Friends. How many of us have too many of them to actually know how many we have? The Washington Post examines this topic in a vaguely disturbing piece. I have 510 friends on Facebook, 209 on MySpace, 17 friends and 107 "followers" on this blog and about 13 of those Luddite-type people with landlines and no social networking affiliation whatsoever. I'd estimate 42% of those are duplicates and people I don't actually "know," and of the remaining 300-400 about two-thirds live in New York and as such have probably gotten drunk with me more than six times. But the other night I found myself stricken with loneliness. I called an ex. "I am sooooooo sorry," I said. "Can I just... do whatever you're doing tonight? I'm sorry, I'll be totally charming and I'll make sure that whatever you're doing my body language conveys with ABSOLUTE CLARITY that you are available. And I don't have any agenda that involves talking about myself, I just want to talk about you." His reply was sad.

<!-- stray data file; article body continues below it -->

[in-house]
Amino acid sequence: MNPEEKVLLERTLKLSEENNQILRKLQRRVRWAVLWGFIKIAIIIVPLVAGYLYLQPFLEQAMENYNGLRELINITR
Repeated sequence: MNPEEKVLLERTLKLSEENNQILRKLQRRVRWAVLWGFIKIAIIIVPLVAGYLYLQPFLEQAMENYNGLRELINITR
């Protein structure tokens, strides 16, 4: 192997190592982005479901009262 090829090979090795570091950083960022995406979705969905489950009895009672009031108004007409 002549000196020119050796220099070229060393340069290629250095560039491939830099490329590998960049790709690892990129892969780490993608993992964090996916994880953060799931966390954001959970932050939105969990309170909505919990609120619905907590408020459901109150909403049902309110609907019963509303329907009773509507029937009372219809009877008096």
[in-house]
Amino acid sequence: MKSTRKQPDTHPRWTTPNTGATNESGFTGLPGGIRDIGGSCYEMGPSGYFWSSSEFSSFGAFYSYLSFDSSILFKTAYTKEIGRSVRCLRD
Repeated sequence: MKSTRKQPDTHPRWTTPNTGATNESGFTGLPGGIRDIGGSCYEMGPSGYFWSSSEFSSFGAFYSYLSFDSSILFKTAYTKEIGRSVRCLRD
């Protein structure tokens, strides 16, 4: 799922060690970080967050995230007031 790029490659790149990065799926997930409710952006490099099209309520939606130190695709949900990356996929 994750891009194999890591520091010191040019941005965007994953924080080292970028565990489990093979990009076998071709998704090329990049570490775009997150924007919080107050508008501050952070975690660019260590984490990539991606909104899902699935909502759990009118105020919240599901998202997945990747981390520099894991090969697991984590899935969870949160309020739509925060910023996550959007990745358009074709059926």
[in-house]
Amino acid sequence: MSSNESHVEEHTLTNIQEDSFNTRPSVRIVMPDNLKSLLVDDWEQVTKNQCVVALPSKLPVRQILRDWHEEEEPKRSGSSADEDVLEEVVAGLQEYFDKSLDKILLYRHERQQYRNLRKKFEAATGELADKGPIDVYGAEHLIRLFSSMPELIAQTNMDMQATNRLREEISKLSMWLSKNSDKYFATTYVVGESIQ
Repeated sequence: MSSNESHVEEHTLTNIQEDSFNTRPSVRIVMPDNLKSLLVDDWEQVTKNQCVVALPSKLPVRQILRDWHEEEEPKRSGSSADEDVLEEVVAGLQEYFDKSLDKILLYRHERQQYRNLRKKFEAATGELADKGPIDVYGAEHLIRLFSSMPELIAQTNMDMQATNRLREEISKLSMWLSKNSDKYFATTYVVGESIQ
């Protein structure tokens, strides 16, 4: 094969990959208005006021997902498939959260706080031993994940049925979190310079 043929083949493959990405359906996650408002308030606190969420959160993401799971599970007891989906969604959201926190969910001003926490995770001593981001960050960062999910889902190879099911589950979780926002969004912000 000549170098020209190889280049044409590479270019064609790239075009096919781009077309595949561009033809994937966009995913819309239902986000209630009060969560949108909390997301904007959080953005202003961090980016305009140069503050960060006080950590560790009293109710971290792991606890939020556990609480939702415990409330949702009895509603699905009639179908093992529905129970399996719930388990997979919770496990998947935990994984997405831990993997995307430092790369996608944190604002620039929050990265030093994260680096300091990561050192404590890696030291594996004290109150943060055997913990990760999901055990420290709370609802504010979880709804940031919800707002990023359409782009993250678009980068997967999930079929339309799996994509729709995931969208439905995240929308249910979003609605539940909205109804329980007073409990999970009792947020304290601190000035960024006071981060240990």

"It's ridiculous that you should be afraid to call your friends when you're lonely." And that's when I realized I had, somewhere along the line, developed a fear of calling anyone I didn't know from high school or Philadelphia with whom I hadn't corresponded via IM in the preceding 5-10 days. It is actually a lot easier to simply commence corresponding via IM with someone I don't really know — but who is probably mutual Facebook friends with someone we both used to hang out with until 10 days ago or whatever — and go for drinks with that person, and then, either have sex, or use the meeting as an excuse to get back in touch with our mutual Facebook friend who's suddenly grown so disturbingly distant, maybe just because s/he has better things to do now.
Friends Indeed? [Washington Post]